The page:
Right chemistry

/, Stories/Right chemistry

Right chemistry

Pharmacist Angela Young is devoted to working with Indigenous communities, especially in the area of renal healthcare.

Story By Paula Stevenson

The Department of Health’s advertisement for jobs at Alice Springs Hospital has this enticing pitch: ‘Come for a short time and stay for a lifetime’. This has relevance for Angela Young, who was educated at boarding school in Sydney, then graduated from Sydney University with a Bachelor of Pharmacy in 2006.
That year she presented her honours project to a medical symposium in Canberra and, while there, heard presentations by two pharmacists from the Kimberley. “I remember feeling a sense of shock and marvel when I realised the patients, languages and culture they were talking about were in our own country,” Angela says. “We had learned little about Indigenous health at university.”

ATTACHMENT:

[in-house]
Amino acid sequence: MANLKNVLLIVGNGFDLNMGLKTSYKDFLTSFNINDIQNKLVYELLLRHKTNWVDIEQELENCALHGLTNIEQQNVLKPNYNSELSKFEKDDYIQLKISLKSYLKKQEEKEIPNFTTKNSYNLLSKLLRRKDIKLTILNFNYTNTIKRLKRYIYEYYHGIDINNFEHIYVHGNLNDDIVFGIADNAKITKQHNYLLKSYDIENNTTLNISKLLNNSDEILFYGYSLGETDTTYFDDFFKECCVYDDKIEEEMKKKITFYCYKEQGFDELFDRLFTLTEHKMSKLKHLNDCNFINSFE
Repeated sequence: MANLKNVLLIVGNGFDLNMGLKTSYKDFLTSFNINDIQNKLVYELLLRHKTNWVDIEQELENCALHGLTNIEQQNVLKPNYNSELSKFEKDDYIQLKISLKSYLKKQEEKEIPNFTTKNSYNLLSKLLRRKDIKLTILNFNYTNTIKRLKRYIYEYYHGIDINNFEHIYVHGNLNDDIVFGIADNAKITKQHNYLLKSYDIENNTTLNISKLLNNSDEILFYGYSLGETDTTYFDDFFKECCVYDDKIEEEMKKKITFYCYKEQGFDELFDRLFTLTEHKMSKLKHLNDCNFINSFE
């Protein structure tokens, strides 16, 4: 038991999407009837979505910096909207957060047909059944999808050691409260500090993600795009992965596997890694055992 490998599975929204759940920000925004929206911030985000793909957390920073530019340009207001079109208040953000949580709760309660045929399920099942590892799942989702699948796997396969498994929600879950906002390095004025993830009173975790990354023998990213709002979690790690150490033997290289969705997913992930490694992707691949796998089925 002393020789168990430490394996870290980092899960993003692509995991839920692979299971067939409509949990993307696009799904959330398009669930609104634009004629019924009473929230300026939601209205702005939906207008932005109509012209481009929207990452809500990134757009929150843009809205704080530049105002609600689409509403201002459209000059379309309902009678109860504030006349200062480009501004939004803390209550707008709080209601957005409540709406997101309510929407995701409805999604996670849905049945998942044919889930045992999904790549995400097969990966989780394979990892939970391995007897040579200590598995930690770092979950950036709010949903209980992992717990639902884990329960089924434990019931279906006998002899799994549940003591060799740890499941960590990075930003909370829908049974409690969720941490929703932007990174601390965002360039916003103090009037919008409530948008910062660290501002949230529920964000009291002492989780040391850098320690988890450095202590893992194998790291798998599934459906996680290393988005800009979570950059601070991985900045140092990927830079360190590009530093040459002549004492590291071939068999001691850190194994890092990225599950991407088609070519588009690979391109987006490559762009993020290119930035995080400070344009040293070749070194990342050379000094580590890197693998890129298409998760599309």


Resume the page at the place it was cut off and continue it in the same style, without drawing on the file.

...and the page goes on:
Inspired, Angela began looking at pharmacy jobs around Australia, from Broome to Thursday Island and Alice Springs. A friend recommended a job in Alice and assured her she would have many more interesting challenges than if she stayed in the city.
“After living in an apartment in Sydney for six years I thought I’d be a city slicker for good,” she says. But she packed up, left her colleagues, family and friends and set off on a road trip to Alice in 2007, to start work as a general clinical pharmacist. She thought she would stay for a year, gain extra knowledge and experience, have some fun, and then head back to Sydney.
But at some time during that year she started to lose her desire for the city. “The community of Alice, the people, the work/life balance, outdoor lifestyle, frequent dinner parties and short travelling distances really got under my skin,” she says. That one year turned into seven.

This Story is from Issue #104

Outback Magazine: Dec/Jan 2016

2017-02-16T11:04:27+00:00November 26th, 2015|Categories: At Work, Stories|Tags: |
X